The South Carolina region of the American Red Cross relies on their volunteers to carry out the work that they do every single day, with volunteers carrying out 90% of the humanitarian work accomplished across the board. There are more than four hundred volunteers that assist with the Red Cross of Eastern SC chapter, which includes Horry County as well as Myrtle Beach. Throughout the state, volunteers number more than 2,800.
American Red Cross utilizes volunteers daily so they can focus on keeping costs low, and make providing relief to those in need, their paramount priority. Volunteers assist with everything from ensuring that the Red Cross’ fleet of vehicles is up-to-date and maintained, to opening and running shelters and evacuation centers. But the thing they do the most often is respond to local home fires. For this job, they are on call 24 hours a day.
Volunteers are there right alongside the fire department, bringing hope, comfort and care to residents who may have lost everything. Throughout the entire state of South Carolina, the Red Cross responds to an average of six home fires daily.
Many people feel overwhelmed at the thought of volunteering to assist with a disaster, feeling that their lack of previous experience precludes them from being capable of helping. But prior training isn’t necessary or needed. Trainings sponsored by Red Cross are offered year-round, on specific topics such as how to run a shelter or drive a response vehicle.
Often, if there is a large disaster, volunteers will fly to other states to help. Their touch can be felt throughout the state and the country, not just in their local place.
The best way for people to sign up to volunteer is to visit www.redcross.org/volunteer. Some high schools in the area have Red Cross clubs with student members who are willing to help out throughout the day.
Red Cross hosts blood drives daily throughout Horry County; volunteers are always there to assist, and also transport the blood donations to local hospitals. In the aftermath of Hurricane Florence, volunteers drove around with hot meals to distribute to those who didn’t have food, power, or access to food.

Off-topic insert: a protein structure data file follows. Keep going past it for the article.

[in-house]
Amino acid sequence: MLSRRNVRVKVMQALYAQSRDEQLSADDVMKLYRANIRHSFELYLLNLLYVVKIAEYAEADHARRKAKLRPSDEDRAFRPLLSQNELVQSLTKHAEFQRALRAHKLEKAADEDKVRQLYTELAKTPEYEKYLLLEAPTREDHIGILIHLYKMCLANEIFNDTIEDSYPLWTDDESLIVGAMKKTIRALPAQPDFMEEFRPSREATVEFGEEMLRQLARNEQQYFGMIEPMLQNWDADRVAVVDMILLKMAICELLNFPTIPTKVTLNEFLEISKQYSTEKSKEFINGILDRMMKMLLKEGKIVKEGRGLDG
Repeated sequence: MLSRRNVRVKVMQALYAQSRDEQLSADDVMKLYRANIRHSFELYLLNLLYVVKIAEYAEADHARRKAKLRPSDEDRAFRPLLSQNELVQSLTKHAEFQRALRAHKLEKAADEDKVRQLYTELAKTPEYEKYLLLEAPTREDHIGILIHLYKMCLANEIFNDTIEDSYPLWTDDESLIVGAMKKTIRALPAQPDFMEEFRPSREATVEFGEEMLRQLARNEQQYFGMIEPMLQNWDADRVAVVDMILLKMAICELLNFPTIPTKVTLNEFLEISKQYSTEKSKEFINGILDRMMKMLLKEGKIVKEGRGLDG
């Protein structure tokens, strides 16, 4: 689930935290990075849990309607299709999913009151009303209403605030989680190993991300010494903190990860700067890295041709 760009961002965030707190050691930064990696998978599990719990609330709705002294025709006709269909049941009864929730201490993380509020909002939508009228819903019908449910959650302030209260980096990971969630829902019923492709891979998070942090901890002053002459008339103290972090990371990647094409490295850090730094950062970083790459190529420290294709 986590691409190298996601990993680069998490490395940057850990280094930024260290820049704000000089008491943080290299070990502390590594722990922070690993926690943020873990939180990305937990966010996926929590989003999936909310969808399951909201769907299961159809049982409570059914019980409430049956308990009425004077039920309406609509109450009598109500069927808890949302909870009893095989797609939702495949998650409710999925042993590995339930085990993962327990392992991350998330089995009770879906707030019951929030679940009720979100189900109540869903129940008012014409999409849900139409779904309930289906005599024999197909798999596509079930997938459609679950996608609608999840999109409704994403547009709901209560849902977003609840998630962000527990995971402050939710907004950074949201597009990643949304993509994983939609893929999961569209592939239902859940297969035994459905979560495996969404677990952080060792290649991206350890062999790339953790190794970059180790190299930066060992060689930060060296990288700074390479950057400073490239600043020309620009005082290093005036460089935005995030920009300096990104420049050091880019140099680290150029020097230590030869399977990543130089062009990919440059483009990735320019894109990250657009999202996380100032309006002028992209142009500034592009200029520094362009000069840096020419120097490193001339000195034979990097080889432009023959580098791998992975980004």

Volunteers have a presence in veterans’ hospitals throughout the state, working directly with veterans in therapy classes. Twenty-five percent of these volunteers are twenty-four-years-old or younger.
“The volunteers are the heroes of Red Cross,” says Amy Brauner, executive director of the Eastern South Carolina chapter of American Red Cross. “They are the ones who pause their personal lives and jump into the midst of whatever we ask them to do.”
The application process to become a volunteer is fairly simple to fill out and can be done online. Afterwards, Red Cross will reach out to the volunteer, to figure out where that individual is most interested in assisting. The individual will attend training and be ready to go.
The Red Cross wants to remind people that they can volunteer with their family and friends on any type of project— or even initiate a project of their own. Schedules are flexible, with volunteers always setting their own.
“We always need volunteers,” says Amy. “We try to put money in the hands of the people who need it the most. Because our volunteers do so much, it allows us to do more work in South Carolina, and make the most out of the donation dollars we receive.
“We know it’s a sacrifice, what our volunteers are doing, so we hold appreciation events for them throughout the year, and always thank them when we see them. We want to make sure that they feel appreciated for what they do, because this work isn’t always easy. And we couldn’t do it without them.”